I think this is more complex than necessary. I'll go through yours
and then show you another approach. Your tree is a little weird, 
though, as it doesn't sort or balance anything. That's not wrong,
just unusual. 

On Sat, Apr 21, 2007 at 11:28:41AM +0900, Martin wrote:
> 
> class Node
>   attr_accessor :left, :right, :key, :data
> 
>   def initialize(key, data)

Best to provide a default for key and data. E.g.,

  def initialize(key="root", data=0)

>     @left = nil
>     @right = nil
>     @key = key
>     @data = data
>   end
> 
>   def to_s()
>     print "Key = ", @key, " Data = ", @data

More idiomatic ruby:
 
  p "Key = #{@key} Data = #{@data}"

>   end
> end
> 
> class Tree

The Tree class isn't really helpful here. Having a higher level
object to contain the nodes isn't bad or wrong, but it complicates
things and it's distracting. My implementation below just omitted
this, but you could put it back. Putting the logic in the Tree class
is actually probably better, since individual Node instances could
be part of multiple Trees with different logic all at the same time,
but we're getting ahead of ourselves.

> private
>   def insertNode(node, newNode)
>     print "Node Object Id ", node.object_id, "\n"
>      print "New Node Object Id ", newNode.object_id, "\n"
>     if (node == nil)
>       node = newNode

The variable 'node' is an argument variable. It's basically like a
stack variable in C. When insertNode returns, the binding goes away
and so this assignment only does something within the context of this
function. The variable "node" doesn't hold a reference to the original
variable's slot from the calling function. Here's another example:

 def foo()
   x = 1
   bar(x)
   p x
 end
 
 def bar(y)
   y = 5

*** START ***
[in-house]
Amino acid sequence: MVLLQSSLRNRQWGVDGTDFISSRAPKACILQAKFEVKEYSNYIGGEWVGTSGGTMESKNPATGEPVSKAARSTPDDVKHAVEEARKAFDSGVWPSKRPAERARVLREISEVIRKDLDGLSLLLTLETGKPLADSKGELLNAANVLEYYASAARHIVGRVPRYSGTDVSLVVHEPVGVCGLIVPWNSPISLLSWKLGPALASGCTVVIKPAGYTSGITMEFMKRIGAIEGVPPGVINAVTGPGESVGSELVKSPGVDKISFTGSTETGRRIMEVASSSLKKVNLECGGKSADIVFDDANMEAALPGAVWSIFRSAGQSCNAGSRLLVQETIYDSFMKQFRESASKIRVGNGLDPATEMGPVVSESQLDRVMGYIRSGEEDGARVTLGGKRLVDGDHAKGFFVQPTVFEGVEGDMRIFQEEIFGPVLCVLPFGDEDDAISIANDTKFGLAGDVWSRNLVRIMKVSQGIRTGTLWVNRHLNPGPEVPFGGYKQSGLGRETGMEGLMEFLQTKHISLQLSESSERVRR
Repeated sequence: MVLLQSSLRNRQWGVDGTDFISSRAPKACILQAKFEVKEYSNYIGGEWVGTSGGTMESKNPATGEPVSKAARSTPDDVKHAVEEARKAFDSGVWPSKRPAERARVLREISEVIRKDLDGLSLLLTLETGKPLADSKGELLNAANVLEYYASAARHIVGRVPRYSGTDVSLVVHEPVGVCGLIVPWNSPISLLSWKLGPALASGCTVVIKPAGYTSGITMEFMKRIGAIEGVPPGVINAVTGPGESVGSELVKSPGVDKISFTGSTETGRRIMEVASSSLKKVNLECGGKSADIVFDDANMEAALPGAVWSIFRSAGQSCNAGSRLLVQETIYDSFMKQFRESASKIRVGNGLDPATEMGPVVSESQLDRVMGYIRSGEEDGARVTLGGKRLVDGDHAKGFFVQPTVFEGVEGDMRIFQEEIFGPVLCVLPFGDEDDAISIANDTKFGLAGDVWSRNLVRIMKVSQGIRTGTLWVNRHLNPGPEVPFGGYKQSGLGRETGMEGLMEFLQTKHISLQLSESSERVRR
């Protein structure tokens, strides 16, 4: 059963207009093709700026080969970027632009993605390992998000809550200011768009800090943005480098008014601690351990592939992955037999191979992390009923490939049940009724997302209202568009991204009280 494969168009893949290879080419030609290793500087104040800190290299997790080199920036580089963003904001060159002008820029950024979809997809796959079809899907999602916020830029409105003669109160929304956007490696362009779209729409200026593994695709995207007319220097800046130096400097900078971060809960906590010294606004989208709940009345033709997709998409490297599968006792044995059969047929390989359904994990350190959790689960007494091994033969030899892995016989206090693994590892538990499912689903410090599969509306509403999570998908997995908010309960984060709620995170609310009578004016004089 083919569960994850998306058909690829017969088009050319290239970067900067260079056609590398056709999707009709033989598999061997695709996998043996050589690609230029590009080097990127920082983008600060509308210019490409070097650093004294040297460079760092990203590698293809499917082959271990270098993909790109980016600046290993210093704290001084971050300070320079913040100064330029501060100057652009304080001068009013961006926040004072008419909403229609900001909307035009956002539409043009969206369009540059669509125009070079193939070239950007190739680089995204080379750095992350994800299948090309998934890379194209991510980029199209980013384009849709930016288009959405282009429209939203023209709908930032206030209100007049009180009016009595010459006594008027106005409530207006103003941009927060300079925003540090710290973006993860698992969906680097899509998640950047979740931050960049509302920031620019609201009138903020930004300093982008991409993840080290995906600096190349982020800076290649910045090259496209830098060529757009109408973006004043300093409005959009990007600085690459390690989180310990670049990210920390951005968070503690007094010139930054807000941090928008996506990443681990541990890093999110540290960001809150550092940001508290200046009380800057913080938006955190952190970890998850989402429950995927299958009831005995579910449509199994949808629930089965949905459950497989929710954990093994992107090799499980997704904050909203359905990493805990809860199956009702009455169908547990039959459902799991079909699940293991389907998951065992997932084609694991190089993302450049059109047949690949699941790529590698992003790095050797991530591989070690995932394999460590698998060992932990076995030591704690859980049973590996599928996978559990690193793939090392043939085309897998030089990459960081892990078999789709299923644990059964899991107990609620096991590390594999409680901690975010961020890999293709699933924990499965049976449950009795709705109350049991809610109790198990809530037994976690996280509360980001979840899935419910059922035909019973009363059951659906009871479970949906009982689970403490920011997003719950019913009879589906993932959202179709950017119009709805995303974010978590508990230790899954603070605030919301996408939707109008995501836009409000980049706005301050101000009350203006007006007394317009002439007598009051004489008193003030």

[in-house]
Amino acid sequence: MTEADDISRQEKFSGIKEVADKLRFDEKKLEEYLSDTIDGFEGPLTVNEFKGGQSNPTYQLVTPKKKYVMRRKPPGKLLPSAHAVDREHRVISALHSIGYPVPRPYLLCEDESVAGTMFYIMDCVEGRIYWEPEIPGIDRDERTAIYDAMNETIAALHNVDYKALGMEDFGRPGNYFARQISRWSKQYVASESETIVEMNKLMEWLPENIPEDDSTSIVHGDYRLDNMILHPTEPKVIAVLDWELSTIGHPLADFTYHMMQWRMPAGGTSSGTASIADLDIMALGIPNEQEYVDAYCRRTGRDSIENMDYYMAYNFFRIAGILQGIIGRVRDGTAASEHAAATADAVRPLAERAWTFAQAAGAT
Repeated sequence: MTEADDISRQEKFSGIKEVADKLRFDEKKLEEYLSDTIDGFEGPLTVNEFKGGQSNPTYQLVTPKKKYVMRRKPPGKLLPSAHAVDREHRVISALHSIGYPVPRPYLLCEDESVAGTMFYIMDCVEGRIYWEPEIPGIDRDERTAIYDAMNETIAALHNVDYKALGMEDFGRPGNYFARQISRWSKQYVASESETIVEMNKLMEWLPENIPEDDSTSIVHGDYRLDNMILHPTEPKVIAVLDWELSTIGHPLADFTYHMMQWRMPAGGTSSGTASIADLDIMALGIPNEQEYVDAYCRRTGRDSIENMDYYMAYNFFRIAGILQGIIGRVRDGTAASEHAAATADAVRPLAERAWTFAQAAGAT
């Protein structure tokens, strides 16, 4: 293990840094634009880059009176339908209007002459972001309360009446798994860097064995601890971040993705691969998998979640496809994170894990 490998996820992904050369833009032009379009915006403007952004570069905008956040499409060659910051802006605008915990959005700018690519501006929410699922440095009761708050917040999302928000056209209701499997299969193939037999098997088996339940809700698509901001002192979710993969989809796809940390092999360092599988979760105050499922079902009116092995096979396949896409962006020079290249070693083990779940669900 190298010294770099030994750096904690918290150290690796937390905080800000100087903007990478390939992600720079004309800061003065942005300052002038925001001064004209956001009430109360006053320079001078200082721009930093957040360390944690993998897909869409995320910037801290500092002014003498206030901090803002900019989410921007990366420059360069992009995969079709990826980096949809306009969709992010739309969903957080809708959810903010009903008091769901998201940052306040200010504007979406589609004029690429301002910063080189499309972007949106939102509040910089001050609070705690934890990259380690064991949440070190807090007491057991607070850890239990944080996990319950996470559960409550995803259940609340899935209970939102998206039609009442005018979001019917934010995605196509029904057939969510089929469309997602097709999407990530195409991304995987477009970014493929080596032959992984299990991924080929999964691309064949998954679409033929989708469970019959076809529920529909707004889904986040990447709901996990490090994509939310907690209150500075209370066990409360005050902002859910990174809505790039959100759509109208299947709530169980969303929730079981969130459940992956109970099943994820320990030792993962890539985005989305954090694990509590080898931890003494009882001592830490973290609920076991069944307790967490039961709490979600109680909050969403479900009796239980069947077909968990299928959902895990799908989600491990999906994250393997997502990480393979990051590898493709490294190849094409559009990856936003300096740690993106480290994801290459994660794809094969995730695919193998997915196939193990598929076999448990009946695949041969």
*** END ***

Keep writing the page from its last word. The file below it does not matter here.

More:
p y 
 end

 foo()
 5
 1

See? When bar is done, the 'y' variable goes away and the value '5' is
lost. It's not stored in the place the original 'x' lived because they
are different variables.

>        print "Node Affected Object Id ", node.object_id, "\n"
>     print @root
>         print node
>     else
>       if (newNode.data <= node.data)
>         insertNode(node.left, newNode)
>         print "Gauche"
>       else
>         insertNode(node.right, newNode)
>         print "Droite"
>       end
>     end
>   end
> 
>   def visitNode(node)
>     if (node != nil)
>       print node.key
> 
>       if (node.left != nil)
>         visitNode(node.left)
>       end
> 
>       if (node.right != nil)
>         visitNode(node.right )
>       end
>     end
>   end
> end
> 
> 
> arbre = Tree.new
> arbre.insert(Node.new(1, "un"))
> arbre.insert(Node.new(2, "deux"))
> arbre.insert(Node.new(3, "trois"))
> 
> arbre.visit()
>


Ok, here's mine:

class Node
 attr_accessor :left, :right, :key, :data

 def initialize(key="root", data=0)
   @left = nil
   @right = nil
   @key = key 
   @data  = data
 end

 def insert(newNode)
   return if nil == newNode

   # insert it to the left if it's <= what we have, otherwise right
   if self.data <= newNode.data then
     if @left then
        @left.insert newNode
     else 
        @left = newNode
     end
   else
     if @right then
       @right.insert newNode
     else
       @right = newNode
     end
   end
 end

 def visit(depth=0)
   print " " * depth * 2 # two spaces per level in the tree
   print "#{self.key} -> #{self.data}\n"
   @left.visit(depth+1) if @left
   @right.visit(depth+1) if @right
 end
end

arbre = Node.new
arbre.insert Node.new("un", 1)
arbre.insert Node.new("quatre", -4)
arbre.insert Node.new("deux", 2)
arbre.insert Node.new("trois", 3)

arbre.visit


ciao,


  --nash